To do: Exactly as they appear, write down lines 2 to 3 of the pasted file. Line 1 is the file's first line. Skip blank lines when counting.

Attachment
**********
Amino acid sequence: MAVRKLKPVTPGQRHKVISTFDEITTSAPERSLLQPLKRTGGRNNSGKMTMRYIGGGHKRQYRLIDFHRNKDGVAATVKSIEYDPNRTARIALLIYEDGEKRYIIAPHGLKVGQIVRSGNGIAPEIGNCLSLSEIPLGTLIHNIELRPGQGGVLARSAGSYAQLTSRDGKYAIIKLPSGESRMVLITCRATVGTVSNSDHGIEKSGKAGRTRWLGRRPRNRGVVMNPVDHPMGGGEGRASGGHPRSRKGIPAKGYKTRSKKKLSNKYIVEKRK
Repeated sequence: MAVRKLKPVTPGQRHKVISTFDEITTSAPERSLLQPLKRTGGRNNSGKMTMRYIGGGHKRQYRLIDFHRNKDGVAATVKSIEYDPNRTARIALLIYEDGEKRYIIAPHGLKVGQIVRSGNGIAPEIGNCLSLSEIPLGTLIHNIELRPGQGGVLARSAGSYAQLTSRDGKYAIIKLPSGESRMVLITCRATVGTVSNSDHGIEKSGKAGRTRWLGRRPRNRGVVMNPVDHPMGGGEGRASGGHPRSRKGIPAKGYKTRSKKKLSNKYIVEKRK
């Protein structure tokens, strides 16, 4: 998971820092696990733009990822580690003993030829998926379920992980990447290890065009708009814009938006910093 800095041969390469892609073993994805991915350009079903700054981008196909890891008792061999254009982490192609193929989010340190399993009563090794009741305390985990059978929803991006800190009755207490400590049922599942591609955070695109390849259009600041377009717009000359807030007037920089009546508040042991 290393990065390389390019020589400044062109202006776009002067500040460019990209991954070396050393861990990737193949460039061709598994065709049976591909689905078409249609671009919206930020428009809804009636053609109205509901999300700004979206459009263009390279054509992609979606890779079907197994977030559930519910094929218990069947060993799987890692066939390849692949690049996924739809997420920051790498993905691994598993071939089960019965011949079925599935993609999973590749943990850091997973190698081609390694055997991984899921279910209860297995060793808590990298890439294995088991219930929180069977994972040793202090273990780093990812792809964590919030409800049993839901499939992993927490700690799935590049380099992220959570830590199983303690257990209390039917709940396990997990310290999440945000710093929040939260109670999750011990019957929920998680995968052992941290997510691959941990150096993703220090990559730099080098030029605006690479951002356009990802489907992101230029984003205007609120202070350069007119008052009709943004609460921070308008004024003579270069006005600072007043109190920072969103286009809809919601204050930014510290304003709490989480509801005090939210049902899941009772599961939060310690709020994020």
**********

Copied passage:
Repeated sequence: MAVRKLKPVTPGQRHKVISTFDEITTSAPERSLLQPLKRTGGRNNSGKMTMRYIGGGHKRQYRLIDFHRNKDGVAATVKSIEYDPNRTARIALLIYEDGEKRYIIAPHGLKVGQIVRSGNGIAPEIGNCLSLSEIPLGTLIHNIELRPGQGGVLARSAGSYAQLTSRDGKYAIIKLPSGESRMVLITCRATVGTVSNSDHGIEKSGKAGRTRWLGRRPRNRGVVMNPVDHPMGGGEGRASGGHPRSRKGIPAKGYKTRSKKKLSNKYIVEKRK
């Protein structure tokens, strides 16, 4: 998971820092696990733009990822580690003993030829998926379920992980990447290890065009708009814009938006910093 800095041969390469892609073993994805991915350009079903700054981008196909890891008792061999254009982490192609193929989010340190399993009563090794009741305390985990059978929803991006800190009755207490400590049922599942591609955070695109390849259009600041377009717009000359807030007037920089009546508040042991 290393990065390389390019020589400044062109202006776009002067500040460019990209991954070396050393861990990737193949460039061709598994065709049976591909689905078409249609671009919206930020428009809804009636053609109205509901999300700004979206459009263009390279054509992609979606890779079907197994977030559930519910094929218990069947060993799987890692066939390849692949690049996924739809997420920051790498993905691994598993071939089960019965011949079925599935993609999973590749943990850091997973190698081609390694055997991984899921279910209860297995060793808590990298890439294995088991219930929180069977994972040793202090273990780093990812792809964590919030409800049993839901499939992993927490700690799935590049380099992220959570830590199983303690257990209390039917709940396990997990310290999440945000710093929040939260109670999750011990019957929920998680995968052992941290997510691959941990150096993703220090990559730099080098030029605006690479951002356009990802489907992101230029984003205007609120202070350069007119008052009709943004609460921070308008004024003579270069006005600072007043109190920072969103286009809809919601204050930014510290304003709490989480509801005090939210049902899941009772599961939060310690709020994020």